Dating a Coworker
By Paula Santonocito
Q. I know better than to date the boss, but what about going out with a coworker? They do it on Grey’s Anatomy, right?
A. Whether you decide to date a coworker may depend on several things, including whether or not your company has an office dating policy.
That’s right: Twenty-five (25) percent of organizations surveyed by the Society for Human Resource Management (SHRM) have either a written or verbal policy that addresses workplace romance. Although few organizations with romance policies in place actually prohibit dating, 66 percent of employers discourage it.
Employers cite sexual harassment claims, potential for retaliation between employees when the romance ends, lowered productivity, lowered morale, and concerns about the involved employees being viewed as unprofessional as reasons for concern.
And, if you think about it, these concerns are not so farfetched.
But employers, being humans after all, tend to recognize that not all situations are equal. Even so, most concur that an office romance should not be between a supervisor and a subordinate. Nearly a third of employers also think workers shouldn’t get romantically involved with people in the same department.
What happens if employees violate policies? Among the consequences cited are transfer within the organization, formal reprimand, counseling, and, yes, termination.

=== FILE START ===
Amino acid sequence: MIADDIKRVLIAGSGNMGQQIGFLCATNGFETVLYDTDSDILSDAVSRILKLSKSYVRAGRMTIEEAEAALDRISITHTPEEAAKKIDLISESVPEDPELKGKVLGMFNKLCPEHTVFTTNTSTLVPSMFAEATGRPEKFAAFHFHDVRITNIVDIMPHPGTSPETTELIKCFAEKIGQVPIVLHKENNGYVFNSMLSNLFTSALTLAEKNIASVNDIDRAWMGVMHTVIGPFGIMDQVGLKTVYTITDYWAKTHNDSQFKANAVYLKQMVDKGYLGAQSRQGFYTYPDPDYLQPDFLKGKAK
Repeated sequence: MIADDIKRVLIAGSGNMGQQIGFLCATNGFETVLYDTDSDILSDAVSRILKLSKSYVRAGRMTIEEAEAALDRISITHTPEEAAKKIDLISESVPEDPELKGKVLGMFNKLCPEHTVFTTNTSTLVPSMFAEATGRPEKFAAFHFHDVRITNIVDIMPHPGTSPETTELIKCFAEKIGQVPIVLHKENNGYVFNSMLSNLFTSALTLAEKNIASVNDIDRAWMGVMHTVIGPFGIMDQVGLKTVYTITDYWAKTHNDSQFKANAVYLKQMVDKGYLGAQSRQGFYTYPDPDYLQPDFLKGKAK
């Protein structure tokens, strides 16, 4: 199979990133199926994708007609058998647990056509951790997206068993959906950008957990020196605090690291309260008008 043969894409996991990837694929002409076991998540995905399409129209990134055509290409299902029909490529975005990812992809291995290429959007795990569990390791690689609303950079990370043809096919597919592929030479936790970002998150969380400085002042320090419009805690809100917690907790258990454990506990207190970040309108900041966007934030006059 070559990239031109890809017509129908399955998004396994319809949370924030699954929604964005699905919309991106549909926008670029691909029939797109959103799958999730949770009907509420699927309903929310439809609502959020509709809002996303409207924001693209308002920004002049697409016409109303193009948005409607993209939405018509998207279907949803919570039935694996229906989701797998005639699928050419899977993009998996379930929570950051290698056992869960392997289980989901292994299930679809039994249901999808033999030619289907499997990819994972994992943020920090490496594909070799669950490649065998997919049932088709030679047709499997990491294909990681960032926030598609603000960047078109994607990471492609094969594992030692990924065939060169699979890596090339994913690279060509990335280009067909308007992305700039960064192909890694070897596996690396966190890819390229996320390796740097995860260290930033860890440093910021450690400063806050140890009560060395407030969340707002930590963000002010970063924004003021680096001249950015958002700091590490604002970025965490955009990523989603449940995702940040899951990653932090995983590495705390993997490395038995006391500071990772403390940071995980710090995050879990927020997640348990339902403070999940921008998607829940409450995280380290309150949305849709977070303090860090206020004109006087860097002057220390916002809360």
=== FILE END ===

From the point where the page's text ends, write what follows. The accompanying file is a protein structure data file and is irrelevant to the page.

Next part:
Surprisingly, SHRM research shows workers not only agree with employer findings, they take a more hard-line approach—at least in theory.
The study also finds that about 40 percent of employees report being involved in a workplace romance at some point in their careers.
Which highlights the reality of the situation. Dating policy or no policy, the workplace is where most adults spend the majority of their waking hours. It’s the place where single women (and men) have the greatest opportunity to interact with one another. What’s more, the job itself has already created a huge common interest.
Almost everyone knows family members and friends who met their spouses or significant others at work. However—and this is a big however—almost everyone also knows people who have been burned, or at least made to feel terribly uncomfortable, when a workplace romance that once sizzled fizzled.
Interestingly, the example you bring up, Grey’s Anatomy, offers numerous examples of why you shouldn’t date a coworker. More than one of the single women characters has found her career compromised because she got involved with a coworker. It’s a point worth considering.
While it may be difficult to resist the McDreamy or McSteamy in your workplace, you may want to think twice before acting on your impulses. At the very least, you’ll want to make sure you know the person well enough, and that you’ve thought about what might happen at work if the relationship doesn’t work out.
Have a question? Email Paula here.
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